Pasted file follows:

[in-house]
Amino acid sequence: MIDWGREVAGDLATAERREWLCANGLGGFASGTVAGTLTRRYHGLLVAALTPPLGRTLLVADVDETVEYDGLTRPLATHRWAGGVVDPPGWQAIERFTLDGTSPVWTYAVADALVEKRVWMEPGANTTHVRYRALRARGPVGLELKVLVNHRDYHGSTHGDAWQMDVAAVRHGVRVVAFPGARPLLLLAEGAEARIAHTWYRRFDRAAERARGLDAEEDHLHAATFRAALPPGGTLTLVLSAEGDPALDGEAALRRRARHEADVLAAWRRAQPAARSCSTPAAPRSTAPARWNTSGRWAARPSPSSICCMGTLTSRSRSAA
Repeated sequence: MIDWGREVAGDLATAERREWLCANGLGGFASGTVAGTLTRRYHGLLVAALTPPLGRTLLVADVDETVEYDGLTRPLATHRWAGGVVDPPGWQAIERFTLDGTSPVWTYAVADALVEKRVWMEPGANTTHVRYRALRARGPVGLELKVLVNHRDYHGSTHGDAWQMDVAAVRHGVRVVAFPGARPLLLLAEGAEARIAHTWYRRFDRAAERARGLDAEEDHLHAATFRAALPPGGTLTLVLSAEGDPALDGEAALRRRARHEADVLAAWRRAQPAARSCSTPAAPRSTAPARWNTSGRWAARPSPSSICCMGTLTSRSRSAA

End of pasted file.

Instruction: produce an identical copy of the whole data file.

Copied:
[in-house]
Amino acid sequence: MIDWGREVAGDLATAERREWLCANGLGGFASGTVAGTLTRRYHGLLVAALTPPLGRTLLVADVDETVEYDGLTRPLATHRWAGGVVDPPGWQAIERFTLDGTSPVWTYAVADALVEKRVWMEPGANTTHVRYRALRARGPVGLELKVLVNHRDYHGSTHGDAWQMDVAAVRHGVRVVAFPGARPLLLLAEGAEARIAHTWYRRFDRAAERARGLDAEEDHLHAATFRAALPPGGTLTLVLSAEGDPALDGEAALRRRARHEADVLAAWRRAQPAARSCSTPAAPRSTAPARWNTSGRWAARPSPSSICCMGTLTSRSRSAA
Repeated sequence: MIDWGREVAGDLATAERREWLCANGLGGFASGTVAGTLTRRYHGLLVAALTPPLGRTLLVADVDETVEYDGLTRPLATHRWAGGVVDPPGWQAIERFTLDGTSPVWTYAVADALVEKRVWMEPGANTTHVRYRALRARGPVGLELKVLVNHRDYHGSTHGDAWQMDVAAVRHGVRVVAFPGARPLLLLAEGAEARIAHTWYRRFDRAAERARGLDAEEDHLHAATFRAALPPGGTLTLVLSAEGDPALDGEAALRRRARHEADVLAAWRRAQPAARSCSTPAAPRSTAPARWNTSGRWAARPSPSSICCMGTLTSRSRSAA